It has been 30 years since you joined the Indian Navy. Based on your experience, do you see a change in the representation of Women in the Navy? How has their contribution evolved over the years?

I  believe every generation has contributed to the development. No particular person or gender makes the organisation. Everybody brings something to the table. I was in awe with the first batch lady officers, and I would often go and ask them questions– Why did you join the Navy? How was the exam? What kind of questions were there in the exam? What answers did you give? Since I joined the Navy till now, there have been equal measures of upheaval and acceptance. People have accepted that women officers are here to stay. They now also have women serving as women sailors. 

Cdr Rajeshwari Kori, Nari Shakti

Though acceptance has grown over time, I am from the 4th batch of Women’ special entry Naval officer and at that time, trust and acceptance were less. To earn that, I had to go out of the way and create trust among the men. I was their Logistics Officer. I had to prove to them that I could do better. At times, I had to wake up at nights to make payments to the officers as they had to go on a mission at night.

There were times when there was no cash. We had to go to the RBI with Armed Escorts to get four to ten crores, and then my team had to count them before giving it to the Officers and men. We used to cater to approximately 6000 officers and men and that’s a huge number to keep the accounting records. Those days even the salaries were given by hand. A few years later, we wrote the account numbers on the floppy disks and sent them to the bank so that they would transfer the money. We had to crosscheck whether everyone had got their salaries.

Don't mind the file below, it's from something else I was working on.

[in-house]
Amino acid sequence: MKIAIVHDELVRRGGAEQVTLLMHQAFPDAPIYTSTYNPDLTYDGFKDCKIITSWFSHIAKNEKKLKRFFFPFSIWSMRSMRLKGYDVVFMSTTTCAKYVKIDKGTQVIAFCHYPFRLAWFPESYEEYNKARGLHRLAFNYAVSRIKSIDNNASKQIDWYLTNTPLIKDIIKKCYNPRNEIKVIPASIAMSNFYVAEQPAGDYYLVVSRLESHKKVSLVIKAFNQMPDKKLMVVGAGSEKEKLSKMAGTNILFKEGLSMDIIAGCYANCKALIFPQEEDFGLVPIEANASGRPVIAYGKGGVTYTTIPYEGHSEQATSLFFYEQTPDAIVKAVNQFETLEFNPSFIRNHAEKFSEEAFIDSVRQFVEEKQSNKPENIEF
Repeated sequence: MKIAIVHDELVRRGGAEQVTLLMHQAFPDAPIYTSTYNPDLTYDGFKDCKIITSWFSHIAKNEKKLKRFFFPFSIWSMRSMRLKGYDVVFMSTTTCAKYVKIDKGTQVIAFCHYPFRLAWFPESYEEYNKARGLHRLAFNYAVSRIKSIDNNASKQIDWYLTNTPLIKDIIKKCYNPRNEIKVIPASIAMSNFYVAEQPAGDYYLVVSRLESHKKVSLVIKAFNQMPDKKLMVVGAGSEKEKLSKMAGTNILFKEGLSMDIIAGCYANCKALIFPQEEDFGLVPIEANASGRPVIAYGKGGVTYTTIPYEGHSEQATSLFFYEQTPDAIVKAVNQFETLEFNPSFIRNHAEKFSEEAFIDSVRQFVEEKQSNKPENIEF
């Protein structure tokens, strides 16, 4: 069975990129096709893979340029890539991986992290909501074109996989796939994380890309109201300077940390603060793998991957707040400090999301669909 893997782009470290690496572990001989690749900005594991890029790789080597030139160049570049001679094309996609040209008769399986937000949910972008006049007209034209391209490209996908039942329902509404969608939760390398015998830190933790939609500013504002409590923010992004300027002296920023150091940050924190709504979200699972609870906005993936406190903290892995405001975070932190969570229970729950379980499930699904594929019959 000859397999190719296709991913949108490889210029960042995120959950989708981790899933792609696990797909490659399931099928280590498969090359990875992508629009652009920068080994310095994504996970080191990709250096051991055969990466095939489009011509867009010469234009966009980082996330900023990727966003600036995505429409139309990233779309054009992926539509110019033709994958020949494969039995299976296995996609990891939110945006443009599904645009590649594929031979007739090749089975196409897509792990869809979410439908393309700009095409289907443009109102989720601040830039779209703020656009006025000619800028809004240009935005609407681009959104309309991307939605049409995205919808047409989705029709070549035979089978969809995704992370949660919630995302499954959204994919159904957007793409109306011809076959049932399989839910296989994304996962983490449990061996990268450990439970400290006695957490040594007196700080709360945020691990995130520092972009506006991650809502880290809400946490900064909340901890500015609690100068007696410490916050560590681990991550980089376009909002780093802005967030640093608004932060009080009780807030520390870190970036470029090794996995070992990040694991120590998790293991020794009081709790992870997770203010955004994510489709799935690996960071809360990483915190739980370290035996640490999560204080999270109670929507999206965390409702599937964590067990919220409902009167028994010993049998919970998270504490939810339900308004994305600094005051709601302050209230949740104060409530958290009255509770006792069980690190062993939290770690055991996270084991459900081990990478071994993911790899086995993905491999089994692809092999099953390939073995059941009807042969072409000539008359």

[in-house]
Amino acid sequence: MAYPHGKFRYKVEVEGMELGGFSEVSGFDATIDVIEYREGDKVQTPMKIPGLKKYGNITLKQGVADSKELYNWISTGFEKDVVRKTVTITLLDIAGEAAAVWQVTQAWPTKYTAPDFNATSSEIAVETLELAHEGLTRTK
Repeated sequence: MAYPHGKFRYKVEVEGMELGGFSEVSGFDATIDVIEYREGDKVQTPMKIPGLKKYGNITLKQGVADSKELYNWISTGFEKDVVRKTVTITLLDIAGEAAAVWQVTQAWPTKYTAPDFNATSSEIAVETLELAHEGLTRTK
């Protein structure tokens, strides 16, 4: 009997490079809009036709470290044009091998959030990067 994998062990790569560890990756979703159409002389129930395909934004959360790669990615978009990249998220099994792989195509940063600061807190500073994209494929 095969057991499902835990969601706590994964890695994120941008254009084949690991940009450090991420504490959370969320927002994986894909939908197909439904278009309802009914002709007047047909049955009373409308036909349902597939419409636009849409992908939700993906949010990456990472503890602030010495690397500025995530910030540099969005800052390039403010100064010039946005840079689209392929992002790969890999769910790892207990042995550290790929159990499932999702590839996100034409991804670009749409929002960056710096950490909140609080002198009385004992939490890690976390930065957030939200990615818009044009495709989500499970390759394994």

Today, the ease of transferring money with a click of a button is a stark contrast. In those days, I had to be both proactive and approachable to gain acceptance in my role.

How has this experience shaped your perspective on life?

I always seek to learn new things and improve myself. I recently received the President’s Meritorious Service Medal on 26th January 2024.  Frankly, I didn’t expect to win it so soon, so it was a big achievement for me. It is all because of the patience and determination I gained from my training in the armed forces. This is just an offshoot. 

The present organisation is also an offshoot of the National Defense Strategy. My role involves training citizens to be ready during times of war emergencies or armed conflicts. I train them to help the armed forces and civil administration, as to how to recognise a live bomb. Often, when citizens come across a bomb, they feel scared and don’t know what to do. A delay in informing someone can be dangerous, as the bomb might explode.  In one instance in Tarapur, Palghar, a farmer discovered an unexploded bomb, and there are similar unexploded bombs still present of the World War era. Our organization educates citizens on how to handle such situations and stay safe.

We also reach out to the Gram Panchayat level where villagers are eager to learn and want to contribute to national defence and showcase their patriotism. Even though they get paid a small amount to be volunteers, as a token of gratitude by the government, the thought of serving the country is a high for them. People take time off from their jobs, become volunteers and participate in the parade to learn discipline. I try to ignite that spark and take the best out of them.

Be a citizen worth fighting for.